MPs back prime minister to renegotiate Brexit deal - but vote to block leaving without a deal
- Credit: PA
MPs have authorised Theresa May to go back to Brussels and try to renegotiate her Brexit deal.
But one of the prime minister's most important negotiating weapons was ripped from her hands on Tuesday night, as the House of Commons voted to block a no-deal Brexit in a non-binding decision.
The result of a series of votes on amendments to Mrs May's Brexit Plan B comes as the clock ticks towards the scheduled date of EU withdrawal on March 29.
Mrs May had issued a plea for MPs to give her a clear 'mandate' to reopen the Withdrawal Agreement which she agreed with the EU last November and seek to secure changes to its controversial backstop provision.
And she secured the backing of the Commons to go back to Brussels, as MPs voted by 317 to 301 in favour of a proposal from Conservative grandee Sir Graham Brady for her to try to replace the backstop with 'alternative arrangements' to keep the Irish border open after Brexit.
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Speaking after the result, the prime minister told MPs there is a 'substantial and sustainable' majority in the Commons for leaving the European Union with a deal but admitted renegotiation 'will not be easy'.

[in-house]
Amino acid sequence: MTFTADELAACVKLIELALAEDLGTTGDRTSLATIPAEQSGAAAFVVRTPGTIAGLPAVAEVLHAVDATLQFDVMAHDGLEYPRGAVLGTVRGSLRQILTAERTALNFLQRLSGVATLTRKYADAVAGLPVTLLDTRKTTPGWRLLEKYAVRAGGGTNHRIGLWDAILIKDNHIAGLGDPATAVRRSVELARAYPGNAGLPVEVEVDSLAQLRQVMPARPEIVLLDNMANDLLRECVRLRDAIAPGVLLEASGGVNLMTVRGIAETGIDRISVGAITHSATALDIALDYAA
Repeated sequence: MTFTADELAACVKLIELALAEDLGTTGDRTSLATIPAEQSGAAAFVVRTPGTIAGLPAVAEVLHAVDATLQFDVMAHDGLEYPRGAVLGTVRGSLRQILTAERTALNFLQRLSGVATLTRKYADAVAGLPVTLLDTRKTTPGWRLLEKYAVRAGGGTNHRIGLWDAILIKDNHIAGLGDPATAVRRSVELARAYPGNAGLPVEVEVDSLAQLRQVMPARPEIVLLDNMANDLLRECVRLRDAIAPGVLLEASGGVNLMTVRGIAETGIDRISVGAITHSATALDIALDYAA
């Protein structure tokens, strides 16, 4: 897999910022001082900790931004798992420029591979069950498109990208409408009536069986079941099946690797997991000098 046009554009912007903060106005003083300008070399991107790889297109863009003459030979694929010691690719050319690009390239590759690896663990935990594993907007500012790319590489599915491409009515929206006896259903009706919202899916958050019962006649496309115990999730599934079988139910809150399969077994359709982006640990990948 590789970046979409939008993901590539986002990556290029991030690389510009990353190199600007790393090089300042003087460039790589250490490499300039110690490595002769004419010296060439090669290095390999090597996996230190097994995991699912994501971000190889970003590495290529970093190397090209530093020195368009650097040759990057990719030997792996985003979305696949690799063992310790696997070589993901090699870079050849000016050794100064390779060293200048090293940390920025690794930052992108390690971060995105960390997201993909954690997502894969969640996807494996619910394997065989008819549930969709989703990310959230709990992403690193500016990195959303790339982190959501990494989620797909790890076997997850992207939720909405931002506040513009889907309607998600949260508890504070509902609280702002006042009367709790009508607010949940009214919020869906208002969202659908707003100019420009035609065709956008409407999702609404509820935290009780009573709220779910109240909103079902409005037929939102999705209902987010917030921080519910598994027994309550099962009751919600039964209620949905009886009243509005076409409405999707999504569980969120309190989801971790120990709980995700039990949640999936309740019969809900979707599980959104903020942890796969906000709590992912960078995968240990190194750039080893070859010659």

She said: 'Tonight a majority of members have said they would support a deal with changes to the backstop combined with measures to address concerns over Parliament's role in the negotiation of the future relationship and commitments on workers' rights in law where need be.
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'It's now clear there is a route that can secure a substantial and sustainable majority in this House for leaving the EU with a deal.'
Earlier in the evening, MPs issued an order to prevent a no-deal Brexit, passing a cross-party amendment headed by Conservative Dame Caroline Spelman and Labour's Jack Dromey.
It won by 318 votes to 310, and 'rejects the United Kingdom leaving the European Union without a Withdrawal Agreement and a Framework for the Future Relationship'.
It came after MPs rejected a bid to delay Brexit, put forward by Labour former minister Yvette Cooper, in order to prevent a no-deal departure.
Other amendments were defeated, including one by Labour leader Jeremy Corbyn to force a debate on Labour's Brexit plans.
Mr Corbyn told the Commons he was prepared to meet the prime minister to discuss Brexit.